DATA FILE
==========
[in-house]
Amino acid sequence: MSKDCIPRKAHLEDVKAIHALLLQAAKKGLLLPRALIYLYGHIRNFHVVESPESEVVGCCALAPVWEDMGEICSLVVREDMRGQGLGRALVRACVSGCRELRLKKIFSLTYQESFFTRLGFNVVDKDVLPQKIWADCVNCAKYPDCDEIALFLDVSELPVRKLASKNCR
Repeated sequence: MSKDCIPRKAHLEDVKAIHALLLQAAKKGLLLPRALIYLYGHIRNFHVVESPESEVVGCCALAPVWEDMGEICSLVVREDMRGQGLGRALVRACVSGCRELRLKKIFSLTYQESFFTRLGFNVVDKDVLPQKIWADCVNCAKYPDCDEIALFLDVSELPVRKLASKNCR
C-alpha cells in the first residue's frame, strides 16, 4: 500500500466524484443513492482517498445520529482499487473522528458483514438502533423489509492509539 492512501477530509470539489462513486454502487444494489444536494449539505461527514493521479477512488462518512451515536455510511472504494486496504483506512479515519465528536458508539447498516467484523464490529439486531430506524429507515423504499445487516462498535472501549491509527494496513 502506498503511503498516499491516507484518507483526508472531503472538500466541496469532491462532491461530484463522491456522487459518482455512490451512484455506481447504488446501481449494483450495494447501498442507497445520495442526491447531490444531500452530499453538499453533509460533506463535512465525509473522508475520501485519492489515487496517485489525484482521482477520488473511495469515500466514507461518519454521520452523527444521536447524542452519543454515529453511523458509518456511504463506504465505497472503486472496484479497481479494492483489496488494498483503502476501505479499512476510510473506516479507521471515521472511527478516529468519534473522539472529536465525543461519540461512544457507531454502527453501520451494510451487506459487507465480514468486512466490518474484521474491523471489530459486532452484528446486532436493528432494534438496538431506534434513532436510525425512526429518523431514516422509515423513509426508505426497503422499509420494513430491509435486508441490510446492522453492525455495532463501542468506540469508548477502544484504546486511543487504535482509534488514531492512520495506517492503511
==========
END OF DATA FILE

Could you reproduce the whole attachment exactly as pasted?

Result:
[in-house]
Amino acid sequence: MSKDCIPRKAHLEDVKAIHALLLQAAKKGLLLPRALIYLYGHIRNFHVVESPESEVVGCCALAPVWEDMGEICSLVVREDMRGQGLGRALVRACVSGCRELRLKKIFSLTYQESFFTRLGFNVVDKDVLPQKIWADCVNCAKYPDCDEIALFLDVSELPVRKLASKNCR
Repeated sequence: MSKDCIPRKAHLEDVKAIHALLLQAAKKGLLLPRALIYLYGHIRNFHVVESPESEVVGCCALAPVWEDMGEICSLVVREDMRGQGLGRALVRACVSGCRELRLKKIFSLTYQESFFTRLGFNVVDKDVLPQKIWADCVNCAKYPDCDEIALFLDVSELPVRKLASKNCR
C-alpha cells in the first residue's frame, strides 16, 4: 500500500466524484443513492482517498445520529482499487473522528458483514438502533423489509492509539 492512501477530509470539489462513486454502487444494489444536494449539505461527514493521479477512488462518512451515536455510511472504494486496504483506512479515519465528536458508539447498516467484523464490529439486531430506524429507515423504499445487516462498535472501549491509527494496513 502506498503511503498516499491516507484518507483526508472531503472538500466541496469532491462532491461530484463522491456522487459518482455512490451512484455506481447504488446501481449494483450495494447501498442507497445520495442526491447531490444531500452530499453538499453533509460533506463535512465525509473522508475520501485519492489515487496517485489525484482521482477520488473511495469515500466514507461518519454521520452523527444521536447524542452519543454515529453511523458509518456511504463506504465505497472503486472496484479497481479494492483489496488494498483503502476501505479499512476510510473506516479507521471515521472511527478516529468519534473522539472529536465525543461519540461512544457507531454502527453501520451494510451487506459487507465480514468486512466490518474484521474491523471489530459486532452484528446486532436493528432494534438496538431506534434513532436510525425512526429518523431514516422509515423513509426508505426497503422499509420494513430491509435486508441490510446492522453492525455495532463501542468506540469508548477502544484504546486511543487504535482509534488514531492512520495506517492503511